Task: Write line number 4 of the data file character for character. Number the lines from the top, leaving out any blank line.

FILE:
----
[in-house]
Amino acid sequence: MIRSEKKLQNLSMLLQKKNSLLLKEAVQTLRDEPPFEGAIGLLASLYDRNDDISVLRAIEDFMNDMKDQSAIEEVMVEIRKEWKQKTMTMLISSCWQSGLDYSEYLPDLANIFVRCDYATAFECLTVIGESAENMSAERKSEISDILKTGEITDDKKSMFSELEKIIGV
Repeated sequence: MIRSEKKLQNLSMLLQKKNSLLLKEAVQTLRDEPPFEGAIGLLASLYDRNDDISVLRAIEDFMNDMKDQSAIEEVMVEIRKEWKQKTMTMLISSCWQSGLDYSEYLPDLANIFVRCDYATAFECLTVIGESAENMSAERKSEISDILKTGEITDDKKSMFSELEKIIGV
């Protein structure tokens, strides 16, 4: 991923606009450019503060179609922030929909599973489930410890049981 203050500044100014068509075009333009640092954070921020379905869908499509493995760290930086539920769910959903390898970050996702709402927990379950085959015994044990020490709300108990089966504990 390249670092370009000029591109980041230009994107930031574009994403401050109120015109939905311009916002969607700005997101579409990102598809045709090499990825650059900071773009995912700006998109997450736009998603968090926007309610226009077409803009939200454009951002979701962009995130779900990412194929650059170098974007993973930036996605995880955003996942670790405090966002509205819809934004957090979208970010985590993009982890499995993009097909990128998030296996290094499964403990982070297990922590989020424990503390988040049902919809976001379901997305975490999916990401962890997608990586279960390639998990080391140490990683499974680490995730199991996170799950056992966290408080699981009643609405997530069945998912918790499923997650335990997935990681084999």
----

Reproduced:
């Protein structure tokens, strides 16, 4: 991923606009450019503060179609922030929909599973489930410890049981 203050500044100014068509075009333009640092954070921020379905869908499509493995760290930086539920769910959903390898970050996702709402927990379950085959015994044990020490709300108990089966504990 390249670092370009000029591109980041230009994107930031574009994403401050109120015109939905311009916002969607700005997101579409990102598809045709090499990825650059900071773009995912700006998109997450736009998603968090926007309610226009077409803009939200454009951002979701962009995130779900990412194929650059170098974007993973930036996605995880955003996942670790405090966002509205819809934004957090979208970010985590993009982890499995993009097909990128998030296996290094499964403990982070297990922590989020424990503390988040049902919809976001379901997305975490999916990401962890997608990586279960390639998990080391140490990683499974680490995730199991996170799950056992966290408080699981009643609405997530069945998912918790499923997650335990997935990681084999």